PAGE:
Phylogenies and the History of Life Resources
In scientific terms, phylogeny is the evolutionary history and relationship of an organism or group of organisms. A phylogeny describes the organism's relationships, such as from which organisms it may have evolved, or to which species it is most closely related. Scientists must collect accurate information that allows them to make evolutionary connections among organisms. It is a highly dynamic field of biology because phylogenetic modeling concepts are constantly changing as new information is collected. Over the last several decades, new research has challenged scientists’ ideas about how organisms are related.
Learning Objectives (Biology I TAGs)
- List the different levels of the taxonomic classification system.
- Compare systematics, taxonomy, and phylogeny.
- Discuss a phylogenetic tree's components and purpose.
- Discuss the limitations of phylogenetic trees.
- Compare homologous and analogous traits.
- Discuss the purpose of cladistics.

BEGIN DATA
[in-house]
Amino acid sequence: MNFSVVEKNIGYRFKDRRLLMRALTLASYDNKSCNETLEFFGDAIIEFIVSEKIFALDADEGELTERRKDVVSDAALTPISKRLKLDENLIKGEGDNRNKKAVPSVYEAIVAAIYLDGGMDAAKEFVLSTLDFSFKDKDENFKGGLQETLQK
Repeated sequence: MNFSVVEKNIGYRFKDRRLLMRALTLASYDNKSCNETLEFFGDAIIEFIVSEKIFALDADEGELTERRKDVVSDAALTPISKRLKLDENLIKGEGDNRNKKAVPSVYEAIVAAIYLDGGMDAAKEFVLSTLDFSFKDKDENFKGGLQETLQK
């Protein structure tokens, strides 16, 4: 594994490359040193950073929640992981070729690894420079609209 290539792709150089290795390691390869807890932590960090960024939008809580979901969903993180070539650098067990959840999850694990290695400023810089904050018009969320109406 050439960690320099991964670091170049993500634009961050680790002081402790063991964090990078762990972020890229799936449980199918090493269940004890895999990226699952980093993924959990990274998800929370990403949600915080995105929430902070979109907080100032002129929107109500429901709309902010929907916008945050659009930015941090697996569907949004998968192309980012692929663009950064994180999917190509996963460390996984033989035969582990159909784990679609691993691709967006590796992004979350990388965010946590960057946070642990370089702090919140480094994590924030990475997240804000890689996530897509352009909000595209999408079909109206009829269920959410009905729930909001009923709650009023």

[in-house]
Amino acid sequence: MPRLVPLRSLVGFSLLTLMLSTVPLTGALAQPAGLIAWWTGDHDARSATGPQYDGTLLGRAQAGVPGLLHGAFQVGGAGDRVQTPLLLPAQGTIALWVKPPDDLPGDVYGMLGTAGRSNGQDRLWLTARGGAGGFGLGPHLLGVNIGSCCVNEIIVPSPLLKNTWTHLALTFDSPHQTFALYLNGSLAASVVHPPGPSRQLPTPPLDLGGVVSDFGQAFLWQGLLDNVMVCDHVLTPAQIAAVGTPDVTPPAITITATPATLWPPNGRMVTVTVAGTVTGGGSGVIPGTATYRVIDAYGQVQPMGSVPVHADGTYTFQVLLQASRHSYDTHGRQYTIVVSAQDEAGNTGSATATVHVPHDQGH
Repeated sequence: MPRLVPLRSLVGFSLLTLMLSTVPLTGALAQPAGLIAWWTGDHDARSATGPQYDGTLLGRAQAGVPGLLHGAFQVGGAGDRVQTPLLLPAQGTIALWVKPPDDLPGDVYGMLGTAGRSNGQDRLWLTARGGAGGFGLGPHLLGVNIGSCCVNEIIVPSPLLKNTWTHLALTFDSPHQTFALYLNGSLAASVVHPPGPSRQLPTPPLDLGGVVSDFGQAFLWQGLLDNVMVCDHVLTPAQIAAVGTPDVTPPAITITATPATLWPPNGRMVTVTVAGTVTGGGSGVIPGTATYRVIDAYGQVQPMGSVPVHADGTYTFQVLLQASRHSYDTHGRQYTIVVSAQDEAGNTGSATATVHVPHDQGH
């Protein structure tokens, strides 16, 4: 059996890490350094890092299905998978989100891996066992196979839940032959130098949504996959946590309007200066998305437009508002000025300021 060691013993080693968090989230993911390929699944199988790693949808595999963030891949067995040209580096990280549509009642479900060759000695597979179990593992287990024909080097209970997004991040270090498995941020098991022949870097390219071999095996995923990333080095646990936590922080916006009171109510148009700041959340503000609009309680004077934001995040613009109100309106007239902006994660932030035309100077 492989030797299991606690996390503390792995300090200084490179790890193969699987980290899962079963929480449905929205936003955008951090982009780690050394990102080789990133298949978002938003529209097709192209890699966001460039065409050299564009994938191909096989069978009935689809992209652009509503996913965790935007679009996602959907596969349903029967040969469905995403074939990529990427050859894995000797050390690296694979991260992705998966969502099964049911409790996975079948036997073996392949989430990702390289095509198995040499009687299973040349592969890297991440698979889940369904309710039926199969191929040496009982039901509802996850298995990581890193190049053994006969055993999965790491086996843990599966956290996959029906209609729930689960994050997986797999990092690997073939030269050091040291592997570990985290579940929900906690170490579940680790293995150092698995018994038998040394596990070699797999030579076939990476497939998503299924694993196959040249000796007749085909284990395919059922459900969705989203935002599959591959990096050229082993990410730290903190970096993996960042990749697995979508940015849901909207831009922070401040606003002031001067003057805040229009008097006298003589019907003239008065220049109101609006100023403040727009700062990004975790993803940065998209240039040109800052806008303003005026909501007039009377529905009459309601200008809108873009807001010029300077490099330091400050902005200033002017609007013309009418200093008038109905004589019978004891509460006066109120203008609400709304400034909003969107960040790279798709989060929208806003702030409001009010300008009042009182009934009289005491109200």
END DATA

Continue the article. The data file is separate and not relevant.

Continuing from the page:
- Describe maximum parsimony and why scientists use it to determine the best tree.
- Describe horizontal gene transfer and the different ways it can occur.
- Describe how mitochondria and chloroplasts are believed to have evolved.
- Describe the different hypotheses for eukaryote evolution.
- Describe the web and ring models of phylogenetic relationships.
- Describe how the web and ring models differ from the classic tree of life model.
Recommended Textbook Resources
OpenStax: Biology 2e
This chapter describes and contrasts Linnaean taxonomy and systematics. It reviews the different types of data used in cladistics and provides an introduction to the construction of cladograms. It concludes with a discussion of the importance of horizontal gene transfer in understanding the evolution of early life.
Student Assessment Activities
Stuents watch the video about how to interpret phylogenetic trees here.
Instructors then administer one or both of these quizzes. This PDF contains both the two quizzes and their answer keys.
This is a lab activity called the Caminalcule Evolution Lab. In Part 1, students classify 14 living hypothetical species based on pictures and then create a small phylogenetic tree for them. In Part 2, they create a larger tree for 58 fossils species and look for patterns such as vestigial traits and convergence. Included in this link are instructor tips for both majors and nonmajors.
Find the correct answers to the end of the chapter “Review Questions.” Note the page number on which you found the answer. Be prepared to share and explain your answers in a group setting.
Answer the end of the chapter “Critical Thinking Questions.” Note the page number on which you found the answer. Be prepared to share and explain your answers in a group setting.